Frequently Asked Questions
What do I need to qualify to become a Parish Councillor?
- be a UK, Commonwealth or EU citizen.
- be at least at least 18 years old.
- for the whole of the previous 12 months have lived in the parish or within three miles of the parish boundary.
What are the disqualifications for being a Parish Councillor
You cannot become a Councillor if you have been:
- declared bankrupt within the last five years if you have not repaid your debts.
- convicted of a criminal offence and sentenced to not less than three months imprisonment (whether suspended or not) without the option of a fine within the last five years.
- disqualified under any legislation relating to corrupt or illegal practices.
What do Parish Councillors do?
The main role of a Parish Councillor is to represent the community in which it serves.
- Participate in collective decision making: by participating in voting during Council meetings. Councillors decide which activities to support, where money should be spent, what services should be delivered and what policies should be implemented.
- Monitoring: Councillors make sure their decisions lead to efficient and effective services by keeping an eye on how well things are working.
- Get involved in local issues: As local representatives, councillors have responsibilities towards their parishioners and local organisations. These responsibilities and duties often depend on what the Councillor wants to achieve and how much time is available.
- Provide information: If a member of public requires assistance or information which is not within the remit of the Council, the Clerk or Councillors can help by signposting individuals to other organisations.
Why become a Parish Councillor and what are the benefits?
As a Parish Councillor, you become someone your community will look to for help, guidance and support, a community leader with the power to influence decisions for the benefit of the people you serve.
Seeing your community change for the better as a result of decisions you have helped make is something that can be very rewarding.
Many employers will look favourably on the commitment you have shown by being actively involved in your community.
How often are Parish Council meetings held and how long do they last?
- Planning Committee
- Finance Committee
- Traffic & Transport Advisory Group
- Asset & Open Spaces Working Group
How much time would I need to commit?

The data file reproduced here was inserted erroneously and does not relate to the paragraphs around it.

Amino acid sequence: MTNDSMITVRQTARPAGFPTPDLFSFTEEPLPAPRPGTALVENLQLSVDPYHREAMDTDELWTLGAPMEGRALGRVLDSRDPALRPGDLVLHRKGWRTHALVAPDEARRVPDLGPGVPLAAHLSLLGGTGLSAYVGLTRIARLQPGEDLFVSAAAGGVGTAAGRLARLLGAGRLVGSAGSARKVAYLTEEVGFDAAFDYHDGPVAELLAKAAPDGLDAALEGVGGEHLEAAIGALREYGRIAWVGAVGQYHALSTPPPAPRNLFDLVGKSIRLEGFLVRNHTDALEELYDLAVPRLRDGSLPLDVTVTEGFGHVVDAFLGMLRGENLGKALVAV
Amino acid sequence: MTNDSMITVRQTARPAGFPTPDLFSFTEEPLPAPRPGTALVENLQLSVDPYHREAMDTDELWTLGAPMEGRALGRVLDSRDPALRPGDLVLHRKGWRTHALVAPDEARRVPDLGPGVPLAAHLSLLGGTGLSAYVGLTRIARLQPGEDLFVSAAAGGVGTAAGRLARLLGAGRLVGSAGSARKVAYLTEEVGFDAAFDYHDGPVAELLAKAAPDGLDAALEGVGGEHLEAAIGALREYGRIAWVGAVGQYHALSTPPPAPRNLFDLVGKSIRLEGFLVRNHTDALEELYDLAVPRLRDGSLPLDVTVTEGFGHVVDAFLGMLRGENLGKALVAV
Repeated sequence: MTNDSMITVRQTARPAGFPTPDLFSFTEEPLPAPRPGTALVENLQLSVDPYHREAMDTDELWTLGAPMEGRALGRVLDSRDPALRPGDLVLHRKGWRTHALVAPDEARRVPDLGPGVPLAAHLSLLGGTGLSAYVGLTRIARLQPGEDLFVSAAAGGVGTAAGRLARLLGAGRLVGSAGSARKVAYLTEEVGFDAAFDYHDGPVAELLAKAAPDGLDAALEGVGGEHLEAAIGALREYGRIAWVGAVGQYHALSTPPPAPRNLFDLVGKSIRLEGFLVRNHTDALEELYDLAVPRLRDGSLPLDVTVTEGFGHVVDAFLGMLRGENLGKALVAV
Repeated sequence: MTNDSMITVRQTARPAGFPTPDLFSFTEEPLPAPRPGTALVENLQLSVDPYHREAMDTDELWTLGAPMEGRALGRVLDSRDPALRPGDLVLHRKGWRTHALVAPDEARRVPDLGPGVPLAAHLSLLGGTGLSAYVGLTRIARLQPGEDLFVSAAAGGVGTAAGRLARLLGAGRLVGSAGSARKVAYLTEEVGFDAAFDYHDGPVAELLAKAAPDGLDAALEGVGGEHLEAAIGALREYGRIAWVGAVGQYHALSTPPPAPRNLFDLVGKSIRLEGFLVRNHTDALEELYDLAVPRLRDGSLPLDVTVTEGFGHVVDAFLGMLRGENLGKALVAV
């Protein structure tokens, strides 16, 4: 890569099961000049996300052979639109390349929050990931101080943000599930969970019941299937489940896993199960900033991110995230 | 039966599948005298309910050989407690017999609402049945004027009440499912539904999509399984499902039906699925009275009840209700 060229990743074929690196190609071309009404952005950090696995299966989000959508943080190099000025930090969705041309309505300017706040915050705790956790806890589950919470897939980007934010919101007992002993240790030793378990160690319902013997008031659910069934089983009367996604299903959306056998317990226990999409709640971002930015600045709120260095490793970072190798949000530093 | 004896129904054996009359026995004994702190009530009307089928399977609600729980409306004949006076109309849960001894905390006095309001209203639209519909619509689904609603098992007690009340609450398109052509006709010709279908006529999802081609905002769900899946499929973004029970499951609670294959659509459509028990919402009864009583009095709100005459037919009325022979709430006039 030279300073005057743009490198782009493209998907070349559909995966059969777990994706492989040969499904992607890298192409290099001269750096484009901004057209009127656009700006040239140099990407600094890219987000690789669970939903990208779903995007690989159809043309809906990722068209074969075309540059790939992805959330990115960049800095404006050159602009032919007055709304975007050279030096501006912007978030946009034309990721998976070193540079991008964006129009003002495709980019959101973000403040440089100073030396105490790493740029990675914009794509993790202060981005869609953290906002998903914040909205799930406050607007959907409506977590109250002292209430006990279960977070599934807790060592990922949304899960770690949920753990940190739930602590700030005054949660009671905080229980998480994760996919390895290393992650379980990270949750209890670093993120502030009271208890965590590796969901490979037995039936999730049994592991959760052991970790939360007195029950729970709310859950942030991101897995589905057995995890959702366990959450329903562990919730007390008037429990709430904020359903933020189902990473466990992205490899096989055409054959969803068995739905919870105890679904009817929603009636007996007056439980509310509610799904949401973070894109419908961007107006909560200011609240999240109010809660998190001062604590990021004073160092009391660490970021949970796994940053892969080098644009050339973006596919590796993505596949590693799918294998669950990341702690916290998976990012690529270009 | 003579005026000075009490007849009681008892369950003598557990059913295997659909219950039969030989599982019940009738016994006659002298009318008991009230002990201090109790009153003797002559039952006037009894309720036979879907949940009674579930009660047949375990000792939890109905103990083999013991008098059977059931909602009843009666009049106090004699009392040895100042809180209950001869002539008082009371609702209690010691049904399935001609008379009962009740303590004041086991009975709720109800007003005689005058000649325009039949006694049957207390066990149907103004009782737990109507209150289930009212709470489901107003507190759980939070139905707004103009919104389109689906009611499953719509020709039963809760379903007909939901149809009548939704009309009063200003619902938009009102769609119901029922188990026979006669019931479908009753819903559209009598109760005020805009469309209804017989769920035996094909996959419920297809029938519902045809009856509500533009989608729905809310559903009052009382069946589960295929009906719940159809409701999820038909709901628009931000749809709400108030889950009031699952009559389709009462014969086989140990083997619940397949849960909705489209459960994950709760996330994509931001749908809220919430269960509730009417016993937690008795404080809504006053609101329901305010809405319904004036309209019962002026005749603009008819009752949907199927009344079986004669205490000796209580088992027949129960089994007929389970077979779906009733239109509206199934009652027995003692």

This would vary depending on how active you are and what committees and working groups you are a member of. As an estimate you could expect to commit between eight and 16 hours per month. You do not have to attend every Parish Council meeting but if you are unable to attend you should submit your apologies and to keep abreast of the Council actions and decisions by reading the minutes and supporting documents.
Could I be a Parish Councillor? Do I need any special skills or experience?
Parish Councils benefit from diversity and we welcome interest from people of different ages, backgrounds, experiences and abilities.
Below are ‘some’ of the qualities which you may be able to bring to the Council:
- Someone who cares passionately about the community.
- A willingness to make a positive contribution.
- An understanding of local affairs and the needs of the local community.
- Good interpersonal skills and to be able to contribute opinions at meetings whilst willing to see others’ views and accept majority decisions.
- Ability and willingness to work with the Council’s partners (e.g. voluntary groups, other parish councils, principal authority, charities).
- Ability and willingness to undertake induction training and other relevant training.
- Someone who can bring new skills, expertise or key local knowledge to bring in to the Council.
For further information have a read of the Local Government ‘Be a Councillor’ publication.
Do Parish Councillors get paid?
A Parish Councillor is the holder of a public office, not a volunteer (although the role is unpaid). Parish Councillors are elected representatives, not volunteers or employees, and serve for a 4-year term, unless co-opted or elected in a bye-election when they serve until the next election.
It is possible for parish councillors to be paid a modest allowance (except for co-opted members) and they can also receive reimbursement of expenses (except for co-opted members). However, most councils do not pay any allowance to ordinary councillors, and it is common for councillors to make no claims for expenses.
Some Companies have a policy where they pay Parish Councillor to have time off for Council business. The HMRC website lists Parish Councillor as one of the options for employees having reasonable time off work.
How long can I serve as a Parish Councillor?
Parish Councillors are elected representatives, not volunteers or employees, and serve for a 4 year term, unless co-opted or elected in a by-election when they serve until the next election.
Useful links and sources of information
Local Government Be A Councillor
National Association of Local Councils
Cornwall Association of Local Councils
Council Organisation | Millbrook Parish Council (millbrook-pc.gov.uk)
Millbrook Parish Council Policies, Procedures and Core Documents
Interested but not sure if it is for you?
Don’t worry, you will be given the opportunity of training. One of the current Councillors may even be willing to mentor you.
- Have a chat to the Parish Clerk
- Talk to one of the Parish Councillors
- Attend one of our Parish Council meetings.
If you have any questions, please call 01752 823128, call into the Parish Council office in Millbrook Village Hall on a weekday afternoon, or send an email to firstname.lastname@example.org.
Karenza Heald, Parish Clerk